display a graphic of the data, whatever. But if I would have posted that
it would have been a 1500 line program full of windowish code... shudder.

Let's keep it at that. If the original posted is interested, we can
discuss that in the lcc group.

jacob
Apr 28 '06 #18

P: n/a
Walter Roberson a écrit :
In article <44***********************@news.wanadoo.fr>,
jacob navia <ja***@jacob.remcomp.fr> wrote, without quoting the
original text:

In 100% standard C you can do it with

"it" refered to "create an excel file and populate it".
#include <stdio.h>
#include <stdlib.h>
int main(void)
{
FILE *ExcelFile = fopen("testdata.csv","w");
if (ExcelFile == NULL)
return -1;
fprintf(ExcelFile,"Column1,Column2,Column3\n1,2,3\ n");
fclose(ExcelFile);
system("D:\\Program Files\\Microsoft Office\\Office\\excel.exe
testdata.csv");
return 0;
}

That does not create an excel file: at most it creates a file that excel
is able to read.


Well, an "excel file" is a file excel can read, I suppose :-)

Returning -1 from main() would have an implementation-defined effect.
As you are already including <stdlib.h>, why not use EXIT_FAILURE
instead?

This is true. That would be better.

The system() call is irrelevant to the original problem of creating
and populating an excel file, and makes the program much less portable.

There is another problem with the code that could arise especially
in Germany: comma might be the decimal delimeter (the equivilent
to the decimal point), and the field delimeter expected might be
the semi-colon. The 1,2 in the file might be interpreted as 1 + 2/10
(1.2) instead of as indicating the boundary between two cells.


That could be fixed with LC_LOCALE and seeing what the german version of
excel does...
Apr 28 '06 #19

P: n/a
jacob navia <ja***@jacob.remcomp.fr> writes:
Keith Thompson wrote:
jacob navia <ja***@jacob.remcomp.fr> writes:
[snip] Of course, lcc-win32 offers the possibility of using the dispatch
interface of Excel and dynamically populating the cells, making excel
display a graphic of the data, whatever. But if I would have posted
that it would have been a 1500 line program full of windowish
code... shudder.
It would also probably have been closer to what the OP was actually
looking (in the wrong place) for.

Trying to generate a valid ".xls" file using only standard C would be
silly. The only reason I can think of to do so is if you have a
requirement to generate such a file on non-Windows systems, or perhaps
on Windows systems on which Excel isn't installed (something that the
original poster didn't explicitly ask for). Microsoft, which controls
the ".xls" format, is unlikely to be very helpful in meeting such a
requirement.

Excel files use a system-specific format, requiring system-specific
code to deal with them. There is nothing wrong with writing
system-specific code when it's appropriate (any fools who think I'm a
"religious fanatic" on this point please take note); this just isn't
the place to discuss the details.
Let's keep it at that. If the original posted is interested, we can
discuss that in the lcc group.


Bravo! I hope this becomes a habit.

(If this can be done with features that are specific to Windows but
not to lcc-win32, perhaps an MS Windows programming group would be
more appropriate. Since I really don't know much about those details,
I'm only guessing here.)

--
Keith Thompson (The_Other_Keith) ks***@mib.org <http://www.ghoti.net/~kst>
San Diego Supercomputer Center <*> <http://users.sdsc.edu/~kst>
We must do something. This is something. Therefore, we must do this.
Apr 28 '06 #20

P: n/a
jacob navia wrote:
In 100% standard C you can do it with

#include <stdio.h>
#include <stdlib.h>
int main(void)
{
FILE *ExcelFile = fopen("testdata.csv","w");
if (ExcelFile == NULL)
return -1;
fprintf(ExcelFile,"Column1,Column2,Column3\n1,2,3\ n");
fclose(ExcelFile);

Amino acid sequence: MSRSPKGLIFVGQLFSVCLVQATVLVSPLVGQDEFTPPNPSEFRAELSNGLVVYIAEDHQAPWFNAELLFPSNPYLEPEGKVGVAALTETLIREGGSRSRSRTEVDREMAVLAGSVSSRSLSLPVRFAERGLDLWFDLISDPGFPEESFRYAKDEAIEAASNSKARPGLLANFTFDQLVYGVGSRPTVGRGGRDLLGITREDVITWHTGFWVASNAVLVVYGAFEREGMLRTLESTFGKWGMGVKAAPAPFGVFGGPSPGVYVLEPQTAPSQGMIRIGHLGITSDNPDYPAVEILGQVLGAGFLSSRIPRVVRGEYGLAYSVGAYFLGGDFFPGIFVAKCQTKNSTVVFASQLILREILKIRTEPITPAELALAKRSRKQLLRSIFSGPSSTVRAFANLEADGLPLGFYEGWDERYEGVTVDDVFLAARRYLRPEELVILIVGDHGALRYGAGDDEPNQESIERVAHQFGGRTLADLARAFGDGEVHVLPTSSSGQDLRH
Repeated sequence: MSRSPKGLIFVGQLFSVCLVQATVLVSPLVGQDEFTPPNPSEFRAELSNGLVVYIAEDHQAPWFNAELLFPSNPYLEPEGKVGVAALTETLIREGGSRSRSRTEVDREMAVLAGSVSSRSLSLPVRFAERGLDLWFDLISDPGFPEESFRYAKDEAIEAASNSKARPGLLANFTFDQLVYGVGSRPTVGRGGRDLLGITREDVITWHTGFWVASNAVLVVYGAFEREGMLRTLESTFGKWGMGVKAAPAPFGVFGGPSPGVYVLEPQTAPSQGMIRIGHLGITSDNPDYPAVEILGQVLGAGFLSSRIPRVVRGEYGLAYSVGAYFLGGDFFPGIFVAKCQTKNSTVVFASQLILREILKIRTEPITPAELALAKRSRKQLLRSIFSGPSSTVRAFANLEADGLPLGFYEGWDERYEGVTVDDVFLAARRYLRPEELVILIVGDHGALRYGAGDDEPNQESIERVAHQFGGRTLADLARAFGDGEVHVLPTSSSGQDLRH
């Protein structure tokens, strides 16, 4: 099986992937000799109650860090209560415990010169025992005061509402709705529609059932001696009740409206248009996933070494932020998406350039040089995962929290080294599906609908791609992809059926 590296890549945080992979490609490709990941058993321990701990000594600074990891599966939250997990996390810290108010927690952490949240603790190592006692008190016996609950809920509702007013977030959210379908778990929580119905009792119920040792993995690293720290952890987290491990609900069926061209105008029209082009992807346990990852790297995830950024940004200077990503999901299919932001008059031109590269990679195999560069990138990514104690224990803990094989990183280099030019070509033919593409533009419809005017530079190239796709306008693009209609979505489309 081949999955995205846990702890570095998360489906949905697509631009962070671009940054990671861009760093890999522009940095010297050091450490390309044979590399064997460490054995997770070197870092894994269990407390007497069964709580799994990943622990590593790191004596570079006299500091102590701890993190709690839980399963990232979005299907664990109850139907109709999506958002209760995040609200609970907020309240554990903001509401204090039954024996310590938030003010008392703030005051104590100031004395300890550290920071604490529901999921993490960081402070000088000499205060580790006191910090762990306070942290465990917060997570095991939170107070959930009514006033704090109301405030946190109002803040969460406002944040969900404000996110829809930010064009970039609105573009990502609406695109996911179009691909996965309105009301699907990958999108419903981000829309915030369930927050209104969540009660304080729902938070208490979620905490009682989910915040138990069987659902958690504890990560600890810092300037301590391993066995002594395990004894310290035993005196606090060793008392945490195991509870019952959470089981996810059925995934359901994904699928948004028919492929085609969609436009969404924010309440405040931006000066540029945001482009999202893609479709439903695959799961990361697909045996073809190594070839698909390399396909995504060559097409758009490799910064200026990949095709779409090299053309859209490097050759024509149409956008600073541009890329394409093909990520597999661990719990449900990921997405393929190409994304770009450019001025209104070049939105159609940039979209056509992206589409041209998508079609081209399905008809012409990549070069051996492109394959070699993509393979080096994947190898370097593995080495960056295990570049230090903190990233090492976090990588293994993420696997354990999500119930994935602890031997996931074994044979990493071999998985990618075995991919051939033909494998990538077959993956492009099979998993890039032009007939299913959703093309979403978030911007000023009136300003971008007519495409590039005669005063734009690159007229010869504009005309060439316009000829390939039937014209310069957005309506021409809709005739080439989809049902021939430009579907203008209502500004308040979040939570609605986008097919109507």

system("D:\\Program Files\\Microsoft Office\\Office\\excel.exe
testdata.csv");
return 0;
}

/Please/ quote you context.

And I love how you used the word "standard" and avoided entirely the
word "portable". The point of having standards is that you have a decent
level of portability.

--
"Every prime number in a series as a joke
Made all the patterns clear when I took that final toke"
- - Andrew Poelstra <http://www.wpsoftware.net/blog>
Apr 28 '06 #21

P: n/a
Walter Roberson wrote:
CBFalconer <cb********@maineline.net> wrote:
jeniffer wrote:

I need to create an excel file through a C program and then to
populate it. How can it be done?

FILE *excelfile;

if (NULL == (excelfile = fopen("filename", "w")))
exit(EXIT_FAILURE);


excel files are binary, and are most commonly used on platforms
where the distinction between binary and text is meaningful.
The OP would therefore be advised to use "wb" instead of "w".


The OP specified "excel file". What that consists of is not
specified in any C standard, so lacking specific other
specification, I stand by my solution. I think it was the Red
Queen that said "excel file means exactly what I intend it to
mean".

However it could well turn out that the "wb" is better suited.

--
"The power of the Executive to cast a man into prison without
formulating any charge known to the law, and particularly to
deny him the judgement of his peers, is in the highest degree
odious and is the foundation of all totalitarian government
whether Nazi or Communist." -- W. Churchill, Nov 21, 1943
Apr 29 '06 #22

P: n/a
jacob navia wrote:
Keith Thompson wrote:
jacob navia <ja***@jacob.remcomp.fr> writes:
In 100% standard C you can do it with

#include <stdio.h>
#include <stdlib.h>
int main(void)
{
FILE *ExcelFile = fopen("testdata.csv","w");
if (ExcelFile == NULL)
return -1;
fprintf(ExcelFile,"Column1,Column2,Column3\n1,2,3\ n");
fclose(ExcelFile);
system("D:\\Program Files\\Microsoft Office\\Office\\excel.exe
testdata.csv");
return 0;
}
That's 100% standard and 0% portable -- and it doesn't satisfy the
original requirements.

Apart from the other non-portabilities that have already been
mentioned, I do have MS Excel on my computer, but it's not on my DVD
drive (D:).

If your program is inherently non-portable, there's little point in
avoiding the use of non-standard extensions that will do the job
better than system() can. Of course, the use of such extensions would
make the program off-topic in this newsgroup -- which merely means
that it should be discussed in a *different* newsgroup, possibly one
full of experts who might know better ways of creating Excel files.


The ShellExecute makes possible to ignore the path of the excel